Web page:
I’m not usually so quick off the mark, but this morning when I pulled back the curtains and saw the happy combination of frost and sunshine, I leapt into some clothes and scuttled off outside with the macro. My best shots were all taken along the top of our old farm wall, where the glancing light produced some lovely glittery bokeh, and of those photos R and I have agreed that this is our favourite. Two hours later, as we made our way home from a walk around the parish boundary, the sky was heavily overcast, and by lunch time it was sleeting.
Over the course of the day we’ve enjoyed two video calls with Grandson One and his parents (though to be absolutely truthful he didn’t say very much), and I’ve also received a glowing report from our co-grandparents, who went to see him this afternoon. Everyone is well and happy, and for that we’re extremely grateful.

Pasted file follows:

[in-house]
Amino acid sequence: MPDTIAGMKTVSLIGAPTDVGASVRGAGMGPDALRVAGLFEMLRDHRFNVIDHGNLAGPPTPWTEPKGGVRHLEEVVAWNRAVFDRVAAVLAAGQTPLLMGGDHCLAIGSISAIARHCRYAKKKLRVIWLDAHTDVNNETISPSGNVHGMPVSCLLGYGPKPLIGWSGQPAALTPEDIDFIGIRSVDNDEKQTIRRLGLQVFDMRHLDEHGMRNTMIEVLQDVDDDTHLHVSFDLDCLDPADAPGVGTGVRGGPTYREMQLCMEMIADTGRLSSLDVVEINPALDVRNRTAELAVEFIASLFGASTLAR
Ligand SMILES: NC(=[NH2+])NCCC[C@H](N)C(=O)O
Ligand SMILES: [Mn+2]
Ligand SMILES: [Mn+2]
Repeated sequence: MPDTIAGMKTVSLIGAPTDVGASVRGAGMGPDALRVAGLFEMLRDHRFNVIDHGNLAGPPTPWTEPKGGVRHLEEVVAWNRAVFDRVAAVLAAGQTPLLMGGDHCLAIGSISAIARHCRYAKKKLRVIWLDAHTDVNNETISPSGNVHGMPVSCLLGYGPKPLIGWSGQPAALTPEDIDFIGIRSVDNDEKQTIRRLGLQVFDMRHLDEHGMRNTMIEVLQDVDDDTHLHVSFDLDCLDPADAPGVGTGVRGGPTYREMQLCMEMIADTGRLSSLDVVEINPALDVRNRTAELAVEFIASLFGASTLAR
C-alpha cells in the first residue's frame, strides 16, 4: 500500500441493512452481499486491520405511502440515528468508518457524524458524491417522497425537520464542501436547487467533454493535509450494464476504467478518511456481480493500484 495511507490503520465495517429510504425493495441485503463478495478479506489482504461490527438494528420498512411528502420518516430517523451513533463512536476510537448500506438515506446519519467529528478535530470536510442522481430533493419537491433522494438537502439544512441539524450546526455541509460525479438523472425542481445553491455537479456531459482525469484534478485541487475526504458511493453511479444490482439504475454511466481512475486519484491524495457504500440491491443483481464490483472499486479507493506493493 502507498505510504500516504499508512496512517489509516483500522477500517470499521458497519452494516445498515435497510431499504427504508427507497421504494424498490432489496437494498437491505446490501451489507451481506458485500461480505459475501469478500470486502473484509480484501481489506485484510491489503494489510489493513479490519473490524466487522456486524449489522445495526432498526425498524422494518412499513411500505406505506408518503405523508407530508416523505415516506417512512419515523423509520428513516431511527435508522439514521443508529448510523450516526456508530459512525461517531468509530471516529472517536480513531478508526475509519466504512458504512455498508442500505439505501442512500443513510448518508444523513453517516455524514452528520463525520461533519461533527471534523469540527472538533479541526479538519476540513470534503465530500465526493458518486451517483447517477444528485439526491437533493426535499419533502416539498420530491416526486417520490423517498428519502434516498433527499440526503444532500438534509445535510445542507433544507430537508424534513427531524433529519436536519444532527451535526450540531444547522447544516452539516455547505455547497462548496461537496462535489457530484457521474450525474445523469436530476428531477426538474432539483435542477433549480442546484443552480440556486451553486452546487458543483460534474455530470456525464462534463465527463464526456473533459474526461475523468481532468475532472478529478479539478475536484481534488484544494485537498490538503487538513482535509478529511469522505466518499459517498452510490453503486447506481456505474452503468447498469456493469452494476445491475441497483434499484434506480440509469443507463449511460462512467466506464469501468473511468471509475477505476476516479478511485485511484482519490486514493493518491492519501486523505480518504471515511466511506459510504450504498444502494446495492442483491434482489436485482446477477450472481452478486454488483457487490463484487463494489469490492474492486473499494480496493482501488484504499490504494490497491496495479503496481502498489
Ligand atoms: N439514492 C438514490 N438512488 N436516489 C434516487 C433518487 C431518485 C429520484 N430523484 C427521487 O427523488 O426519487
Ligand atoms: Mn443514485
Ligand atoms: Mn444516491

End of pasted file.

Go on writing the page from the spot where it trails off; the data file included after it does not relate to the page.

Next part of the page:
I spent the afternoon doing both physical and virtual tidying up, and as part of that I closed down my recording lists for last year, and started new ones for 2021. For the record, my sightings last year included:
106 birds (2019 total 149)
36 species of bee (26 in 2019)
38 hoverflies (22 in 2019)
27 butterflies (37 in 2019)
20 species of Odonata (versus 27 in 2019).
The reduction in numbers of birds, butterflies, and Odonata is directly attributable to pandemic restrictions, which made it difficult or impossible for me to move out of our immediate area, and thus to see species that don’t turn up in the Shire. What’s more interesting is the steep rise in my bee and hoverfly records: almost all of these were logged in the village, and most of them in our garden, which just goes to show that things can be right under your nose, and if you’ve got nothing better to do than search, you might just find them.
1. Great spotted woodpecker
3. Collared dove
5. Blue tit
8. House sparrow
10. Great tit